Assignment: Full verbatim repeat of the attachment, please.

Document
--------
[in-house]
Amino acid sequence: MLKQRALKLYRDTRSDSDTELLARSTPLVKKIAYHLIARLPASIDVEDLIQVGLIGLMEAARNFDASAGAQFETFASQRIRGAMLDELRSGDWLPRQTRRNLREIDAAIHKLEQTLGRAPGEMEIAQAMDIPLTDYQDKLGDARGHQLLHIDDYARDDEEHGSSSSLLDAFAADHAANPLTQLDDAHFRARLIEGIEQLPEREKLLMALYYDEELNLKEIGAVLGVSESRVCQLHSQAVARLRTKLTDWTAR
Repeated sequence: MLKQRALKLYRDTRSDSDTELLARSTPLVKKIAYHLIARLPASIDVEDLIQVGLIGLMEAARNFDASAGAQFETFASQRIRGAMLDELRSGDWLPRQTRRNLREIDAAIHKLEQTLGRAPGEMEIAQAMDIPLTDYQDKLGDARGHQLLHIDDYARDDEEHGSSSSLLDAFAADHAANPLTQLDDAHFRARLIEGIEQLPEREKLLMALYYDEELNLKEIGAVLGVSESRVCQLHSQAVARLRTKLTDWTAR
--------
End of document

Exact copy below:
[in-house]
Amino acid sequence: MLKQRALKLYRDTRSDSDTELLARSTPLVKKIAYHLIARLPASIDVEDLIQVGLIGLMEAARNFDASAGAQFETFASQRIRGAMLDELRSGDWLPRQTRRNLREIDAAIHKLEQTLGRAPGEMEIAQAMDIPLTDYQDKLGDARGHQLLHIDDYARDDEEHGSSSSLLDAFAADHAANPLTQLDDAHFRARLIEGIEQLPEREKLLMALYYDEELNLKEIGAVLGVSESRVCQLHSQAVARLRTKLTDWTAR
Repeated sequence: MLKQRALKLYRDTRSDSDTELLARSTPLVKKIAYHLIARLPASIDVEDLIQVGLIGLMEAARNFDASAGAQFETFASQRIRGAMLDELRSGDWLPRQTRRNLREIDAAIHKLEQTLGRAPGEMEIAQAMDIPLTDYQDKLGDARGHQLLHIDDYARDDEEHGSSSSLLDAFAADHAANPLTQLDDAHFRARLIEGIEQLPEREKLLMALYYDEELNLKEIGAVLGVSESRVCQLHSQAVARLRTKLTDWTAR